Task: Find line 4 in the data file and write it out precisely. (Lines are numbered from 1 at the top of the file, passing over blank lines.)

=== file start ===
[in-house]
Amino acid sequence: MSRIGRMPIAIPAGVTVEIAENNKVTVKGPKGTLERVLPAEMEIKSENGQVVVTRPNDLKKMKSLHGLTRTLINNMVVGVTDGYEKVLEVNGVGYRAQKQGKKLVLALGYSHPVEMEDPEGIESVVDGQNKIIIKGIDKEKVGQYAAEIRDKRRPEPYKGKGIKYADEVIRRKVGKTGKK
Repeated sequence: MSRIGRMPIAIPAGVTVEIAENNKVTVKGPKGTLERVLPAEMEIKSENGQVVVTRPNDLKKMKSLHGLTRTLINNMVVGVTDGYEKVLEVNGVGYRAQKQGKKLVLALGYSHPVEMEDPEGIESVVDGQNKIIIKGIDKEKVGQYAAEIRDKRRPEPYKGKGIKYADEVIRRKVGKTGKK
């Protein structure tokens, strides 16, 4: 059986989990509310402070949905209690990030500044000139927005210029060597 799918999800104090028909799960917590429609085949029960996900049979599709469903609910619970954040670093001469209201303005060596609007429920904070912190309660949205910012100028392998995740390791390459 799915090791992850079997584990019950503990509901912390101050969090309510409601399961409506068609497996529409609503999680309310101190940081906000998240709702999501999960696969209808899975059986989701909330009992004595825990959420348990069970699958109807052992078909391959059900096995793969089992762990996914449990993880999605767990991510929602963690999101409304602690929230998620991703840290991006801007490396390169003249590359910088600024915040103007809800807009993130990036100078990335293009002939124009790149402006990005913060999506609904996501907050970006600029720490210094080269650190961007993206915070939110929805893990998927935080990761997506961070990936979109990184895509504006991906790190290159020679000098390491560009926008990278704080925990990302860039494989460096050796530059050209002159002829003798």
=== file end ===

């Protein structure tokens, strides 16, 4: 059986989990509310402070949905209690990030500044000139927005210029060597 799918999800104090028909799960917590429609085949029960996900049979599709469903609910619970954040670093001469209201303005060596609007429920904070912190309660949205910012100028392998995740390791390459 799915090791992850079997584990019950503990509901912390101050969090309510409601399961409506068609497996529409609503999680309310101190940081906000998240709702999501999960696969209808899975059986989701909330009992004595825990959420348990069970699958109807052992078909391959059900096995793969089992762990996914449990993880999605767990991510929602963690999101409304602690929230998620991703840290991006801007490396390169003249590359910088600024915040103007809800807009993130990036100078990335293009002939124009790149402006990005913060999506609904996501907050970006600029720490210094080269650190961007993206915070939110929805893990998927935080990761997506961070990936979109990184895509504006991906790190290159020679000098390491560009926008990278704080925990990302860039494989460096050796530059050209002159002829003798």